First Attempt at a Guarneri del Gesu Model

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Classical violin, modeled after the 1735 “Plowden” Guarneri del Gesu

December 2012;

For my 21st instrument, I decided to try a “copy” (rather a loose imitation) of a Guarneri del Gesu violin, the 1735 “Plowden”; it turned out very playable; well balanced, with good tone. It is made of European maple and spruce, purchased from International Violin Co.,  in Baltimore, Maryland.

I messed up the varnish and had to start over, so the varnish did not come out exactly the way I wanted it to…but it looks pretty similar to the original, even at that. So I am happy with it.

I’ll try this model again, soon.  But the next thing on my list is another cello. 🙂

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8 Replies to “First Attempt at a Guarneri del Gesu Model”

  1. Chet,

    I am a mechanical engineer ( vibration analysis) and an amature violonist. I think my hands are sticking out from the right place. I am nearing the retirement and think of learning how to build violins. Not for profit. I dreamed of this all my life but did not have an opportunity. I know there are luthier schools with a 3 year program in Chicago, Salt Lake City, etc., but I can not afford it neither financially nor time wise. I live in Austin, TX.

    What do you suggest on how to follow my dream? How do I get started? Of course, I am ready to spend some money ( may be a couple of gran) just to learn. I’ll really appreciate you advise.

    Also, when you said “I made a copy…”, what in particular did you mean? Dimensions? I thought all violin craftsmen are trying to copy that of Stradivary’s violins, it is relatively easy. Wood? Finish? I thought these are secrets which no one could have cracked so far.

    P.S. I have not read your site yet, but it sounds very interesting.

    1. Well, David;

      I began with books– if you look on my bio page (“about”), I specify which books, and how I went about it. You are close, geographically, to a whole bunch of good violinmakers. I’d be happy to help you get in touch with some who could help you get started.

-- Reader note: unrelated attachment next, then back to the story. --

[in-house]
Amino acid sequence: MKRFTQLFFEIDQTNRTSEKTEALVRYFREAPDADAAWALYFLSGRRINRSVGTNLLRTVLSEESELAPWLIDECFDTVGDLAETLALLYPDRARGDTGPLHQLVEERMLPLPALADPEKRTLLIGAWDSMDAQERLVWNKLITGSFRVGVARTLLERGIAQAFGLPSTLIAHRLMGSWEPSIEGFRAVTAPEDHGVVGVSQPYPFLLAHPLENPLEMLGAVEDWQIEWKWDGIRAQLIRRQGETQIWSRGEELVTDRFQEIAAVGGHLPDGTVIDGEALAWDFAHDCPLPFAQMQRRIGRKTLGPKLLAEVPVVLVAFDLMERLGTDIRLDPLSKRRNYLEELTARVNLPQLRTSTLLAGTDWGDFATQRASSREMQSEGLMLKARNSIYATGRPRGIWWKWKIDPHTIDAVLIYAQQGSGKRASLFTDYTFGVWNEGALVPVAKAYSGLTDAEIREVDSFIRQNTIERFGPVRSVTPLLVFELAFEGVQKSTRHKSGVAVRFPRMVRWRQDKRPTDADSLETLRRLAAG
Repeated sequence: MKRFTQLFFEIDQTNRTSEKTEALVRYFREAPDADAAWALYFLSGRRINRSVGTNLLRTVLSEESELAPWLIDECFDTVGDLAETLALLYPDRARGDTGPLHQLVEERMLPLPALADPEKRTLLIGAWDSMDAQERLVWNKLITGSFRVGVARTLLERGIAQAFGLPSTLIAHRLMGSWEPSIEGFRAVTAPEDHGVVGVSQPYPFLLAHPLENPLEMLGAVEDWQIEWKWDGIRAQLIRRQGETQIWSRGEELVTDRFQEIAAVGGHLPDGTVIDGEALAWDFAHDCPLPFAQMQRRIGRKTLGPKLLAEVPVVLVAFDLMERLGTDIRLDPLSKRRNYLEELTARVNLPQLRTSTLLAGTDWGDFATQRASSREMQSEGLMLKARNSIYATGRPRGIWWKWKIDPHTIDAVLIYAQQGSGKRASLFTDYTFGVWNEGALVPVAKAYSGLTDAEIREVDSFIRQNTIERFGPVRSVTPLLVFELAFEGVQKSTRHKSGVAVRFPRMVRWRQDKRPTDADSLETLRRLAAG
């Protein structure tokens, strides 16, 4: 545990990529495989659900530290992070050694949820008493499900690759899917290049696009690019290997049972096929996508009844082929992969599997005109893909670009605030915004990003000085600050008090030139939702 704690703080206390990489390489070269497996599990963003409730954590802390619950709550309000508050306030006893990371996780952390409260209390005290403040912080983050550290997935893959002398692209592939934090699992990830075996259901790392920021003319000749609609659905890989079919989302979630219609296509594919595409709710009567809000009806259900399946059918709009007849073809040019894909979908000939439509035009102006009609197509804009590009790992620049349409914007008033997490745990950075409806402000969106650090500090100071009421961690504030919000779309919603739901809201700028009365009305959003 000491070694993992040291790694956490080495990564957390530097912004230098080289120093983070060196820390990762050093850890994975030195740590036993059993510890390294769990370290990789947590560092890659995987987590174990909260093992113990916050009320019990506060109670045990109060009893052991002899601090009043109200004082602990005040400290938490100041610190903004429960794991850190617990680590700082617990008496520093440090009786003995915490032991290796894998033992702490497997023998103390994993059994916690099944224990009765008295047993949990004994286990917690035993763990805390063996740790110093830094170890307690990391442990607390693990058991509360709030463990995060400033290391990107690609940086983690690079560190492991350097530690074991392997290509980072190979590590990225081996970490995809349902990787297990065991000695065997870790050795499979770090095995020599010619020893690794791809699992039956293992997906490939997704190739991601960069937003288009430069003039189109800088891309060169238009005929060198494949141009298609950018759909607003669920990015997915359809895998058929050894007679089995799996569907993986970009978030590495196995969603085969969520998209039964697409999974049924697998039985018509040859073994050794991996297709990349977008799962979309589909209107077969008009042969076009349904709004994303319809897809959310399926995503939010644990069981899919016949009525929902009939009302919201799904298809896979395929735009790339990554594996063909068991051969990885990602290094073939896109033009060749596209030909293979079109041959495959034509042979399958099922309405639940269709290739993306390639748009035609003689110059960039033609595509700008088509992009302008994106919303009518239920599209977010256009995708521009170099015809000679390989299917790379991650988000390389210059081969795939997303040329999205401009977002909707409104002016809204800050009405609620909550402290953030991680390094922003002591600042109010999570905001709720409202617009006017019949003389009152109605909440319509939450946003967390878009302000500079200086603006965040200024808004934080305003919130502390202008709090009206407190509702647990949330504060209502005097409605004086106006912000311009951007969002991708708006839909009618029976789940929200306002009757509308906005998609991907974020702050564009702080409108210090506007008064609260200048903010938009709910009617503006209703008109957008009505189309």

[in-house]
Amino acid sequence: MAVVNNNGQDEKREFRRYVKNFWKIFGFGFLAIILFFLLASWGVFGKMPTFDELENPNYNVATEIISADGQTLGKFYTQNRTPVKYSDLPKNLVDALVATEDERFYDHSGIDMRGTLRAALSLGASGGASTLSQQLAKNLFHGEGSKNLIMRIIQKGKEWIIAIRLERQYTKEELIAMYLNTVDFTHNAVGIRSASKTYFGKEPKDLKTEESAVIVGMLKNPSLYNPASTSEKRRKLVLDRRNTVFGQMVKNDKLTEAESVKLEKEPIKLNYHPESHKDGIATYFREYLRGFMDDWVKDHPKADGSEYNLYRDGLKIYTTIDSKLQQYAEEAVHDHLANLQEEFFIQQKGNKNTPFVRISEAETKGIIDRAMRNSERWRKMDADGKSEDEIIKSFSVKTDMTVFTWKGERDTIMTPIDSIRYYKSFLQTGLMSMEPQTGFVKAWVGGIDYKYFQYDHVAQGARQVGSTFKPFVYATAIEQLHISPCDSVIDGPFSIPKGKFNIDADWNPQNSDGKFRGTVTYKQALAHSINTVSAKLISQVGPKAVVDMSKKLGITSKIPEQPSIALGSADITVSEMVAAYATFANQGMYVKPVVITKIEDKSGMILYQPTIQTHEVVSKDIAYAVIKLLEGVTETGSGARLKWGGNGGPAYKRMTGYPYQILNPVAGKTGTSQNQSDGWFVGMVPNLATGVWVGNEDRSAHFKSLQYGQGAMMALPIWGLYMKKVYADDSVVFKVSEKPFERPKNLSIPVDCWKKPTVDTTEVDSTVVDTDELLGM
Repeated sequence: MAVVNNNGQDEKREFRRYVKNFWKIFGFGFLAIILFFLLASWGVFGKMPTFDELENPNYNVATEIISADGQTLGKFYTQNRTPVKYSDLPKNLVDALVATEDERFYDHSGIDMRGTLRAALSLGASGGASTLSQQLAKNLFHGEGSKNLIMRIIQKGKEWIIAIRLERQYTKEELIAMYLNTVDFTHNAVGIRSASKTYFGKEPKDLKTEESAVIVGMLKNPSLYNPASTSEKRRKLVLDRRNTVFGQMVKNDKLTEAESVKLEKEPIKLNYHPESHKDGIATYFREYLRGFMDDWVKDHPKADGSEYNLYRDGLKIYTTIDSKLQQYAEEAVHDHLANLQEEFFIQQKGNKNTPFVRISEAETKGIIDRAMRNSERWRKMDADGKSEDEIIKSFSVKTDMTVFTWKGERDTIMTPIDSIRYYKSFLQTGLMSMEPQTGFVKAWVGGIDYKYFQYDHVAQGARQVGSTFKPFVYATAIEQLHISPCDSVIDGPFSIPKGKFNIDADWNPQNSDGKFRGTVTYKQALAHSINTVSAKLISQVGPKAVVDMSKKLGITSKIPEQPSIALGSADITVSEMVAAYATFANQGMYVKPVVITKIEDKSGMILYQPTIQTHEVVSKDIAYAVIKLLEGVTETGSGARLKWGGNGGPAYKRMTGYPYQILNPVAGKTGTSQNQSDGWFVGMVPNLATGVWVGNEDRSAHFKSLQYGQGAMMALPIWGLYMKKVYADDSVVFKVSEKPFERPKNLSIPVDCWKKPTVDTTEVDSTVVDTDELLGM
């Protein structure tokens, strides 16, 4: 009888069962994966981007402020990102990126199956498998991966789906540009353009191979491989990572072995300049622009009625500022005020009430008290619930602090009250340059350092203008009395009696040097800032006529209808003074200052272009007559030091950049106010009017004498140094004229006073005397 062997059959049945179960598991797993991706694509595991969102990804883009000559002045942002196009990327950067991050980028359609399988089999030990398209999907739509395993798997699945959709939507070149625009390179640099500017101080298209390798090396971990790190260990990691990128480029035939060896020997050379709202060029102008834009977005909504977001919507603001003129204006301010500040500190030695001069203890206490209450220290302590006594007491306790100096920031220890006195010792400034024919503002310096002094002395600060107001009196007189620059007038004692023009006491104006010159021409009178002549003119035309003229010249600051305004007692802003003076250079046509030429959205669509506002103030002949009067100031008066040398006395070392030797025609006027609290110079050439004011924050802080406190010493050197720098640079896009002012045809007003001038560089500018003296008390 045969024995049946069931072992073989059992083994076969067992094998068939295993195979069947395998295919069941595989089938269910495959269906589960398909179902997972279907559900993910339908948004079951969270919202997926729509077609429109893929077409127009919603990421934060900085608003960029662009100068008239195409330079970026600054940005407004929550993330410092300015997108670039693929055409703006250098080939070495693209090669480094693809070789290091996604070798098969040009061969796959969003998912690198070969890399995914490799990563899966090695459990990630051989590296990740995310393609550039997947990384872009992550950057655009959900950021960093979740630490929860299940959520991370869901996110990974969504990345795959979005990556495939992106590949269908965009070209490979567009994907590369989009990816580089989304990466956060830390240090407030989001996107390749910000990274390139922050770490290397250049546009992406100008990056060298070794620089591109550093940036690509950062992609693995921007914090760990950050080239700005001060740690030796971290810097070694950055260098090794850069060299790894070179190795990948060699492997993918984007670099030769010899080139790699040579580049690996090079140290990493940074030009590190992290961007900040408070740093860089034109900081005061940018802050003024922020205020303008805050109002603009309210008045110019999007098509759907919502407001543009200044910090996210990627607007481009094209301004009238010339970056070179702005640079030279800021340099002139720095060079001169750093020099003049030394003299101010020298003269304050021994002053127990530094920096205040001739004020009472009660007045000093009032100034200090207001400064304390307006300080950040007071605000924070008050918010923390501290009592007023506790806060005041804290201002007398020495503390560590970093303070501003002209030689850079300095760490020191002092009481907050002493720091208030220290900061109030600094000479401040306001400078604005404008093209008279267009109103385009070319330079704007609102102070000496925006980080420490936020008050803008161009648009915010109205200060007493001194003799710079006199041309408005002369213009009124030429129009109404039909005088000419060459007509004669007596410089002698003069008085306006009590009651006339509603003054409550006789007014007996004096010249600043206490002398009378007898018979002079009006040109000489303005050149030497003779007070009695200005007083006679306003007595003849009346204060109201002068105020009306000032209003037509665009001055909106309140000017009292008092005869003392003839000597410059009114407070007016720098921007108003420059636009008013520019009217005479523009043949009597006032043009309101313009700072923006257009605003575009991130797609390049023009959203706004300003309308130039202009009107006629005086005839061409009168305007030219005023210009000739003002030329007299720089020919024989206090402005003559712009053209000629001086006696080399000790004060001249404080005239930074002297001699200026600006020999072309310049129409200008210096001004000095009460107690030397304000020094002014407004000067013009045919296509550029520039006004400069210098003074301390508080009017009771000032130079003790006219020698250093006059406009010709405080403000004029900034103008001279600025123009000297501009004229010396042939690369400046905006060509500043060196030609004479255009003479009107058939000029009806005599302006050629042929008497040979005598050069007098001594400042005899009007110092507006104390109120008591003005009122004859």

On the other hand, since, as a mechanical engineer, you know how to follow instructions, and, if you are willing to just jump in and get your hands dirty, metaphorically speaking, I would recommend that you just go buy Henry Strobel’s book, “Violin Making, Step-by-Step” and follow his directions. There is a pattern included with the book, and you can make a very respectable fiddle on your first try.

      If there is any way I can be an encouragement to you, I will do so. You will find it a lot of fun, and probably somewhat addictive. Very few build just one. 🙂

      Let me know what you decide to do.


  2. Thanks Chet for your swift reply.

    I’ll definitely purchase the book. However, it will still be helpful to see a “live” process, may be for duration of a month or two. So, I’ll really appreciate if you can put me in touch.

    As a vibration analyst I may bring to the table something that regular violin makers do not have. I mean determination of mode shapes and modal analysis of the major violin structural components. May be this will quantify the difference between great italians and everyone else. Frankly, likely someone already have done it before.

    Best regards,

    1. Yes, David;

      I’ll see what I can do. Meanwhile here is a link that you may find helpful. Michael Darnton teaches violin making in S. california every summer, and has a shop in Chicago…but this photo essay is very well done, and may increase your confidence level.

      Yes the vibration modes, Eigenmode patterns, etc. are avidly pursued by many makers…and ignored by others. But you could certainly add an interesting voice to the crowd. 🙂

      Yes, get the book, and see if momentum begins to build.


  3. Well!

    This has taken a nice turn: Adam LaMotte, a Portland professional violinist, who plays in the Portland Baroque Orchestra, among others, and who, with the rest of the musical group “El Mundo” was nominated for a Grammy award, for the piece “The Kingdom of Castille”, has taken this violin for a test drive, and loved it. He volunteered to “play it in” for a few weeks, and currently, it is in his possession. I am eager to hear his overall response. Meanwhile he has showed it to his musician friends, and they loved it too. That is awfully good to hear.

    Adam is currently on tour in Hawaii with “El Mundo”, but I am looking forward to hearing from him when he gets back.

  4. My first ever instrument was a violin, using Strobels books. A very good sounding instrument. Good instructions, good pictures. Inspired me to start dellaScala guitars-archtops are basically like big violins. I’d advise buying/making good tools and take a sharpening course if you don’t already know how to get a razor sharp edge. Time well spent. Good luck!

    1. Yep. Couldn’t agree more.
      You do not want to get used to using dull tools.
      Get used to using really sharp tools, and you will sense immediately when they are starting to dull.
      Nelson will keep you on a good path. 🙂

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